Safety, of course, is paramount, because arcology must be socially as well as physically constructed. Universal accessibility and assured safety simply must be prioritized: this is basic common sense. Ideas for development must be as inclusive as can be.
One of the social community models I'd like to see included in the plan is one based on Rudolf Steiner's Waldorf School pedagogy. It is called Camphill. I'd like to see one happen in the Slocan Lake area of the Kootenays; but I see it also making sense for Arcosanti to have a Camphill, as well.
This notion is an expansion of an idea I had for a disability-friendly arts-based program that could be located on The Ranch that's beyond Arcosanti's Camp. (Camp is historically the gateway to its farm/gardens/apiaries/orchards.) Even though The Ranch no longer has either Charolais cattle or horses, it still does have strong potential as a child-friendly place.
The Philadelphia-based dance troupe, Group Motion <http://groupmotion.org> was the inspiration for that idea, which I put on hold to think about what other social models might contribute to developing arcology as a viable alternative to sprawl, asking myself:
How high can Arconauts collectively raise the bar for what arcology is good for, interactively and potentially? What about some type of workers co-op? Co-housing group? Refugee settlement complex? International Hostel? Conference Center? Arts and Crafts Studios? A Center for Spiritual Studies, including but not limited to Paolo's design for a "Teilhard de Chardin Cloister"?
Aren't all those "grist for the arcology mill?" How might we manifest them? As neighborhoods of a single urbanesque entity? Or each as a distinct village, each with its own form of self-governance?
Ideas, whether grand or simple, need the incubation of of collective imagination. To harness the energies of three generations of energetic Arconauts is the beginning-point of all arcological endeavors, of ideas that can manifest in good deeds. We can all move forward by 'starting where we are' - which to me, means: What can we do with what we have on hand now, what we have at our fingertips? What is available? What resources are we willing/able to liberate from their strangleholds? How can we allow and encourage common sense to dictate where we can go, where we need/want to go?
Consider this comic book example: Could Superman have survived the loss of his true home on a faraway planet if the couple who adopted him had not been common-sense earthlings, folks who were able to divine a foundling's need to be treated as if he were just like any other kid? How could he have learned to manage his super powers without that guidance?
Mom and Pop believed he had good potential. Which he did. They respected him. Patiently, with patience. Hands- on, they led a simple life, let him experience himself and the world. Rather the way Paolo Soleri imagined Arcosanti would do, yes?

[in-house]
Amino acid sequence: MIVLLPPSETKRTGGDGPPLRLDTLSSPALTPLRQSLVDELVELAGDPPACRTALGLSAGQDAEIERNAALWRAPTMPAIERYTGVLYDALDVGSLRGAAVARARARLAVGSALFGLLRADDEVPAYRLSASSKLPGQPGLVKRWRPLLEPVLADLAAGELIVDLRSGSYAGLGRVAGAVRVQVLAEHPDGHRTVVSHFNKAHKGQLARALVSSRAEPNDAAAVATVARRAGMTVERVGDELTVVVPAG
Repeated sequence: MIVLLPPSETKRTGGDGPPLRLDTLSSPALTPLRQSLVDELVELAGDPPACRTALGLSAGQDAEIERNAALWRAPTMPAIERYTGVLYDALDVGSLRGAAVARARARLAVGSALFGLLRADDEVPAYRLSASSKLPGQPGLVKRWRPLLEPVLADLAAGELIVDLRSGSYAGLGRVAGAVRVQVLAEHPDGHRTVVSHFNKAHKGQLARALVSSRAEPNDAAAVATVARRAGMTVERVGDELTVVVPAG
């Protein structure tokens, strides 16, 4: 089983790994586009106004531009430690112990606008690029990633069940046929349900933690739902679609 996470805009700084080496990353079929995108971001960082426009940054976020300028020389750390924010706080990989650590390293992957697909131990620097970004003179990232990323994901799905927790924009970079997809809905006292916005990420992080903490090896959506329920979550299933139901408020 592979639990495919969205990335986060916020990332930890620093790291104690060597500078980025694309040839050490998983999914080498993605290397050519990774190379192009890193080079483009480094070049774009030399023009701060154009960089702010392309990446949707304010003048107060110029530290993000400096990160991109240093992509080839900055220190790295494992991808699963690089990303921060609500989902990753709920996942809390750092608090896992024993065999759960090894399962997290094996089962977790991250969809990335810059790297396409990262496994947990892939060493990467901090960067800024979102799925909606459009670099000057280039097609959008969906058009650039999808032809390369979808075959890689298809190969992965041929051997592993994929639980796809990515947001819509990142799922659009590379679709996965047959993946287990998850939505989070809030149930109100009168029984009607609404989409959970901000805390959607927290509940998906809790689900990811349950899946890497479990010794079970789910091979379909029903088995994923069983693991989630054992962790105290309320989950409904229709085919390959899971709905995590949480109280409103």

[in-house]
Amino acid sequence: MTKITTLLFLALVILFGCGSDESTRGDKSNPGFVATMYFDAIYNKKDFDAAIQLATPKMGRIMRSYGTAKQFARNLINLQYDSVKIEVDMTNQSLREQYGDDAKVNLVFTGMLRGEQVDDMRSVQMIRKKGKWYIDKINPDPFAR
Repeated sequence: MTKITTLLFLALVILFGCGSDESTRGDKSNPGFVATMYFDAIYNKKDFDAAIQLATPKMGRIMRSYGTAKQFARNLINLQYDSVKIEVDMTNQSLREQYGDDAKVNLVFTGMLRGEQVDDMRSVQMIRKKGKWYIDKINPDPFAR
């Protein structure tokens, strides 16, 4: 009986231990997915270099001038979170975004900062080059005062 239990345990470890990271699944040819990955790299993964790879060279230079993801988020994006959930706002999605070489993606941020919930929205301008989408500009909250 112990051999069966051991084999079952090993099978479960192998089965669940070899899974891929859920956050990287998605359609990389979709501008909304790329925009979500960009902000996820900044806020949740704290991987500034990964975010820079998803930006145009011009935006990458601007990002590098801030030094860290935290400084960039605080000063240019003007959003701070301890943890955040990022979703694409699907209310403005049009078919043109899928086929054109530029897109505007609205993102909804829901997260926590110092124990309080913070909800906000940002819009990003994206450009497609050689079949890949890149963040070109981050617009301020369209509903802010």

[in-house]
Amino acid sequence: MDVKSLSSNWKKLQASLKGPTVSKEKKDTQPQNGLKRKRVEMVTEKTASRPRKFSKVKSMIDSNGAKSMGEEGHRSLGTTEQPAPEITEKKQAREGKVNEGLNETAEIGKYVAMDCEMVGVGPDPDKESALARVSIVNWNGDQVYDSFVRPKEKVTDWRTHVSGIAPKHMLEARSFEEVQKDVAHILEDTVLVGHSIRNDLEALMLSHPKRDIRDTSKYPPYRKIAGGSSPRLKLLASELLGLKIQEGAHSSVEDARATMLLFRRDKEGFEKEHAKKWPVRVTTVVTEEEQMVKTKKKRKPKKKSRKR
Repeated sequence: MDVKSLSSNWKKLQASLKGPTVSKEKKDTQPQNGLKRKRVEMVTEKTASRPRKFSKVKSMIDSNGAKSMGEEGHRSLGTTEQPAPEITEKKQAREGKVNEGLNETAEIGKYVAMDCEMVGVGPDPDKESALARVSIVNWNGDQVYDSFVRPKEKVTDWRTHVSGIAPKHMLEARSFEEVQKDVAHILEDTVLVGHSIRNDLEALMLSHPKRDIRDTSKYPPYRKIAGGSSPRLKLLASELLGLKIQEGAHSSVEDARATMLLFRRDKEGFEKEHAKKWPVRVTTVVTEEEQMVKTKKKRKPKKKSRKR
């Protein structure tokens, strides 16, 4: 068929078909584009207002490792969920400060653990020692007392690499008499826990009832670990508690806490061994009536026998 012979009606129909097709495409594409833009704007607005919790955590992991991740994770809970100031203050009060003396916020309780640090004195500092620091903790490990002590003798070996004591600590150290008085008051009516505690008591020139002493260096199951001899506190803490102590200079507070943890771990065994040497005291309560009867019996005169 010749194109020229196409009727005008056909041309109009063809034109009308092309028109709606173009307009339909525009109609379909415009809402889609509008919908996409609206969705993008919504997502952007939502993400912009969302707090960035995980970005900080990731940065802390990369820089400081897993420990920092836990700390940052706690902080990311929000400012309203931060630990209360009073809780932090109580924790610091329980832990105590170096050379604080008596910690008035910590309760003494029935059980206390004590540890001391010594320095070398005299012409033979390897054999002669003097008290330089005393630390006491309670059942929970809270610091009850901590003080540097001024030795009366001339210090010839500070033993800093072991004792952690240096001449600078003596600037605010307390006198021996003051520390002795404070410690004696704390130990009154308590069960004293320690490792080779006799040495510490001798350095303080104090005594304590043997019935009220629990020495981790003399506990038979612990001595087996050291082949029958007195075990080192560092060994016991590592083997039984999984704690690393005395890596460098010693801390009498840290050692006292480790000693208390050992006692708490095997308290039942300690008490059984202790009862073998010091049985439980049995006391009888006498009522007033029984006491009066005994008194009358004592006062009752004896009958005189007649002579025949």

Time need not be our enemy; but it is, I feel, important to remember how precious, how impermanent, is our sojourn on Planet Earth. The bottom line for all of us, for each and every one of us - for all of Humanity, in fact, is that all life on this planet is wear-dated. Each and every one of us gets to die.
This universal truth is one that Arcosanti has just been confronted with, by Ed Wurman's passing. Those of us who knew Ed as a friend can't help but mourn, not because anyone could have prevented his death but because despite ourselves, no matter where we were, no matter what we were doing, we somehow did not quite see it coming.
Putting any friend in the past tense is a challenge: Ed will be no exception to that rule. For my part, now that it's too late for me to tell him in person how important his gifts were, still are and always will be, now that it's too late for him to hear me say once again how important he was to me, how grateful I am - was - for his friendship, I will simply observe tradition: I will sit shiva, light a yahrzeit candle, say Kaddish as if he had been a member of my family. I will do this not because we were actually noticeably blood-related, not because either of us adhered to the ritual performances common to our individual childhood communities. Neither of us were given to demonstrating consistently the connective force exerted by our common ancestry in traditional Judaism but nevertheless I will recite and pray simply because that is a gentle, meaningful way I can acknowledge all the gifts Ed proffered.
Reckoning with grief is a challenge under any circumstances. Creatures of habit that we are, change is rarely easy, no matter what form it takes - even if and/or when it's somehow possible that it's change for the better. I've argued with Death frequently, often enough know that so long as I myself keep going, however long that turns out to be, Death will be visiting someone who matters somewhere. Some time soon....
Hardly anyone is well-prepared for Death, ever-present though she is, breathing with us and through us. The raw fact - bitter as it may be - is that she is just as essential to all of us, as necessary to all humanity as the precious gift of Life itself.
None of us may have life without her, none of us may live without knowledge of her mission. She has no choice in any matter.
With the greed of all the hungry ghosts that serve her, her vast legions of echoing pawns enthralled with her appetite, what she craves is - completion.
Therefore, remember this truth: Death, she plays for keeps.